A picture taken on April 6, 2017 shows 40-year-old Hassan Youssef, a victim of the April 4, 2017 suspected toxic gas attack in Khan Sheikhun, receiving medical care in a hospital in the nearby northwestern Syrian city of Idlib. (Xinhua/AFP PHOTO)
WASHINGTON, April 6 (Xinhua) -- The U.S. government on Thursday called for ouster of Syrian President Bashar al-Assad, while considering military options as response to a recent chemical attack in Syria.
Speaking to reporters onboard the Air Force One, U.S. President Donald Trump signaled that the U.S. would do "something" to respond to the attack, which he called "a disgrace to humanity."
"I think what Assad did is terrible. I think what happened in Syria is one of the truly egregious crimes," Trump said.
When asked if Assad should leave power, Trump said: "What happened is Syria is a disgrace to humanity and he's there and I guess he's running things, so something should happen."
He did not elaborate, but reports said that the Trump administration is considering options, including military strikes, in response to the use of chemical weapons.
U.S. President Donald Trump speaks during a joint news conference with Jordan's King Abdullah II in the Rose Garden at the White House in Washington, U.S., April 5, 2017. (Xinhua/REUTERS)
Speaking at the White House Wednesday, Trump said the attack crossed a lot of red lines, and his attitude toward Assad has changed much.
Not long ago, U.S. officials indicated that the Trump administration's priority on Syria is not removing Assad from power as the previous Obama administration did.
Meanwhile, U.S. Secretary of State Rex Tillerson said Thursday that steps "are already underway" to remove Assad from power.
He told reporters at the Palm Beach International Airport that "no doubt" that the Assad regime was responsible for the Tuesday gas attack in Syria's northwestern province of Idlib, which reportedly killed over 70 people and wounded scores of others, most of them civilians.
Tillerson said the U.S. is considering "appropriate response" to the chemical attack.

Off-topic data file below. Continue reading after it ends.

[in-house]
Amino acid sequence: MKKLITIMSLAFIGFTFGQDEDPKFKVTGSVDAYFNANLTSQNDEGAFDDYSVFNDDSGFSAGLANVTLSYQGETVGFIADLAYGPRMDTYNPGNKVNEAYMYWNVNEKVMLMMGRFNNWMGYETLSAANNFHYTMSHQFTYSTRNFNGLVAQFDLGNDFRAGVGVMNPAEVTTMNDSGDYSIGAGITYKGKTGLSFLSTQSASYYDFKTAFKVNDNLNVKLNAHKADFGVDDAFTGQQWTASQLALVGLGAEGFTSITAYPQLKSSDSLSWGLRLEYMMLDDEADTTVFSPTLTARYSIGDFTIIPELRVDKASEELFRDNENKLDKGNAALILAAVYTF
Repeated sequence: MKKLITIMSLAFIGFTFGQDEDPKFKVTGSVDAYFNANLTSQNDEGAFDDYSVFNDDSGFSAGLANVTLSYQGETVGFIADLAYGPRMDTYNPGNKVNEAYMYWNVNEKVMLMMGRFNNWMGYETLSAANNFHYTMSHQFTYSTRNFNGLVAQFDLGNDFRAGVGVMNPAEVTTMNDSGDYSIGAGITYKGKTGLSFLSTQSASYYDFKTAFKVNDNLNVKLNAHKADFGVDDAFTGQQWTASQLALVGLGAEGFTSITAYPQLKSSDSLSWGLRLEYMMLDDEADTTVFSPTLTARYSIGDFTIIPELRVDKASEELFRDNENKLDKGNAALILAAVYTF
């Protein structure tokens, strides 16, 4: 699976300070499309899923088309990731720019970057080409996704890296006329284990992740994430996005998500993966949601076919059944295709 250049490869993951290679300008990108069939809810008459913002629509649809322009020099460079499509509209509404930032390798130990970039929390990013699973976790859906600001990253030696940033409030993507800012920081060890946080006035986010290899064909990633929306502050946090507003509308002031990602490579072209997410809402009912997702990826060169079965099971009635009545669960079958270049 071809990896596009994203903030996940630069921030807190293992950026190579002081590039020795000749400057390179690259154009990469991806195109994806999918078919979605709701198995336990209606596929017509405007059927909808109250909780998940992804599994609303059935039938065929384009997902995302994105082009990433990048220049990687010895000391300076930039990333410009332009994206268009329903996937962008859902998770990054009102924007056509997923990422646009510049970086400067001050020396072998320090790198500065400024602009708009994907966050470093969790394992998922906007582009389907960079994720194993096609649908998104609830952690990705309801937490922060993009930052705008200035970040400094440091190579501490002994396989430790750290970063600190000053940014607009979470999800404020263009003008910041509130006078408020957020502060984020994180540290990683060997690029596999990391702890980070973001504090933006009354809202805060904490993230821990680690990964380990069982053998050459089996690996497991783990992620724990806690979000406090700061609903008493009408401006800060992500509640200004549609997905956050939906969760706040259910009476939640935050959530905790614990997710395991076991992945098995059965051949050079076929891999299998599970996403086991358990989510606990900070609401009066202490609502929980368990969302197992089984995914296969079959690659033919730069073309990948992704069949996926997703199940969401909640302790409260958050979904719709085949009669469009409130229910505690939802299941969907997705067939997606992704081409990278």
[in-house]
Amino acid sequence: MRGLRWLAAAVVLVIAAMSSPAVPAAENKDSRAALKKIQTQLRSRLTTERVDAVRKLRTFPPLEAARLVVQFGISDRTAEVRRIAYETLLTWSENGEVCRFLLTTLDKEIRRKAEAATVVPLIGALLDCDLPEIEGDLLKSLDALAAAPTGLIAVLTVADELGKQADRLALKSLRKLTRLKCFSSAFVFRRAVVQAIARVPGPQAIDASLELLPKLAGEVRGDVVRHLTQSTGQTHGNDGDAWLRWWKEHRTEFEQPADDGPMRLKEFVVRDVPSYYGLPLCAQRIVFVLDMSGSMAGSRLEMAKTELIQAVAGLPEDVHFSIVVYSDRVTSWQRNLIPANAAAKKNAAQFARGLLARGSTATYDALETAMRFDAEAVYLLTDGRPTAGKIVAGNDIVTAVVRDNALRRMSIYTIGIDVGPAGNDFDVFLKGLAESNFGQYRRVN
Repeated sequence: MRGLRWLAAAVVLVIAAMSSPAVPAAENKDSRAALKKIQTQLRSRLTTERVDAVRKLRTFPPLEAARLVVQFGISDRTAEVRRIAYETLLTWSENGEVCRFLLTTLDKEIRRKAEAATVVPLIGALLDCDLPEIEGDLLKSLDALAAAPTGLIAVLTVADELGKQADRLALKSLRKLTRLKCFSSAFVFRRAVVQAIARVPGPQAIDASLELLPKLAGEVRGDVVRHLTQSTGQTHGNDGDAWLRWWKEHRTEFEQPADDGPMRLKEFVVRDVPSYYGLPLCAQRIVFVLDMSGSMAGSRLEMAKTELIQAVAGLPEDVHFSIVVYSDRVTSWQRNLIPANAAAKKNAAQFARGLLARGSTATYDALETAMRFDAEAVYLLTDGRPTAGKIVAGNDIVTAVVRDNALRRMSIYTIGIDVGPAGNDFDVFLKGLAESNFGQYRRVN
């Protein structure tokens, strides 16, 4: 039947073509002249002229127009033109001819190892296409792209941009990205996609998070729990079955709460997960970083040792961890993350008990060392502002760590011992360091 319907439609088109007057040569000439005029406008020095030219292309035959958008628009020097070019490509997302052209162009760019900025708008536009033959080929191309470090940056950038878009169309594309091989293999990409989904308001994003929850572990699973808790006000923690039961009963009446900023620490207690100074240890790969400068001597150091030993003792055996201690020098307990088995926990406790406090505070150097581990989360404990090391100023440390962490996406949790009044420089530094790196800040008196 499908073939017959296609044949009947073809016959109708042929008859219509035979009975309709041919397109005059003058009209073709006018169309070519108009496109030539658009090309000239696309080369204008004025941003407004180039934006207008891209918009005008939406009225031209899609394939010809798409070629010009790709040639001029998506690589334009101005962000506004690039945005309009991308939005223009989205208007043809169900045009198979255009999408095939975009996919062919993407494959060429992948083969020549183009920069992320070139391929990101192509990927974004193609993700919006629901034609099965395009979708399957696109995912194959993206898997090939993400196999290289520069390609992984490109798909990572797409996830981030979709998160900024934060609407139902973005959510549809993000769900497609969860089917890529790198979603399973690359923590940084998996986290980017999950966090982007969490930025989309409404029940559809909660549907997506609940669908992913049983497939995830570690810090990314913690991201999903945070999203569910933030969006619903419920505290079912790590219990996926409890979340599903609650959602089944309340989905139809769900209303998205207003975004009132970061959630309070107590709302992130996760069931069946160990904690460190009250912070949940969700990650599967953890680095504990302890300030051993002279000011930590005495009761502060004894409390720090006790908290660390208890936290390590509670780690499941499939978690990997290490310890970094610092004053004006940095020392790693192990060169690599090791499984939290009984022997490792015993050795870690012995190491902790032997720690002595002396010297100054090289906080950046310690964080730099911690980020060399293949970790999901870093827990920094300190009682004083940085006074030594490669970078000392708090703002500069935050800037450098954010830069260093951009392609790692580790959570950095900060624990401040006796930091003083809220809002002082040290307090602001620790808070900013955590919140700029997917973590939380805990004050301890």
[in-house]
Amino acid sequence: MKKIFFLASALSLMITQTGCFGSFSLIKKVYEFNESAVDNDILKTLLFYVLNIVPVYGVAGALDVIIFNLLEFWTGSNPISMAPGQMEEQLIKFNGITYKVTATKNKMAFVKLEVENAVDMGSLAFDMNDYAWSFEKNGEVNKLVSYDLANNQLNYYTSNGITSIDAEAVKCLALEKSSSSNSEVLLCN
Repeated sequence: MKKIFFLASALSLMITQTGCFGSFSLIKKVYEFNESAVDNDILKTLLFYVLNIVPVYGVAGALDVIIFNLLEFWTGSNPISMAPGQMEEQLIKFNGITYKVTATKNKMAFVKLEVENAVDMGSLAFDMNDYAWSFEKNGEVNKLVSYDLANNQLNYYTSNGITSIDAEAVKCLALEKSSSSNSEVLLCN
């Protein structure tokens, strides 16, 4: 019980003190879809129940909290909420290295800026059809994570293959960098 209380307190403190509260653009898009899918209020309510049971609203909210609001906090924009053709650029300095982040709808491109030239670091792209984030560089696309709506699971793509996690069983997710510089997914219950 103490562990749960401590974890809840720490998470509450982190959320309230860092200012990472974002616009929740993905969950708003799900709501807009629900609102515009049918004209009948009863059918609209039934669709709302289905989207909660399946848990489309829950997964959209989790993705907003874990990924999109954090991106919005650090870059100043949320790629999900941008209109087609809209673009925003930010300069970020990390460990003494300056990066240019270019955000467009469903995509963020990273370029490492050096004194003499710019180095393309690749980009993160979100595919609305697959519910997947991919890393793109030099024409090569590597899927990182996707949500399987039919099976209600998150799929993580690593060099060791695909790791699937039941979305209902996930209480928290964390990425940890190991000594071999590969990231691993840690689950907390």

At the same time, Tillerson urged Russia, a major supporter of Assad, to "consider carefully their continued support for the Assad regime."
U.S. officials were quoted by U.S. media as saying Thursday that the Pentagon had presented its options to strike Syria's chemical weapons capability to the Trump administration. But so far no decision has been made yet.
The top-level consultations about military options involve Defense Secretary James Mattis and Chairman of the Joint Chiefs of Staff Joesph Dunford, as well as military officers at the U.S. Central Command, the New York Times revealed in a report Thursday.
Mattis will travel to Florida to discuss the crisis in Syria with Trump, the report said.
Syrian army on Tuesday strongly refuted the accusations against it as completely baseless, saying it had not used, nor would use such weapons in the future. It also held "terrorist groups" responsible for using chemical weapons.
The Syrian Foreign Ministry also said that the Syrian army doesn't possess any kind of chemical weapons.
In Moscow, Russian Defense Ministry said Wednesday that the deadly contamination in Syria was caused by the explosion of chemical weapons produced by the rebels.
The United Nations Security Council held an emergency meeting on Wednesday to discuss the suspected chemical attack in Syria. The UN has already begun gathering information to confirm the use of chemical weapons.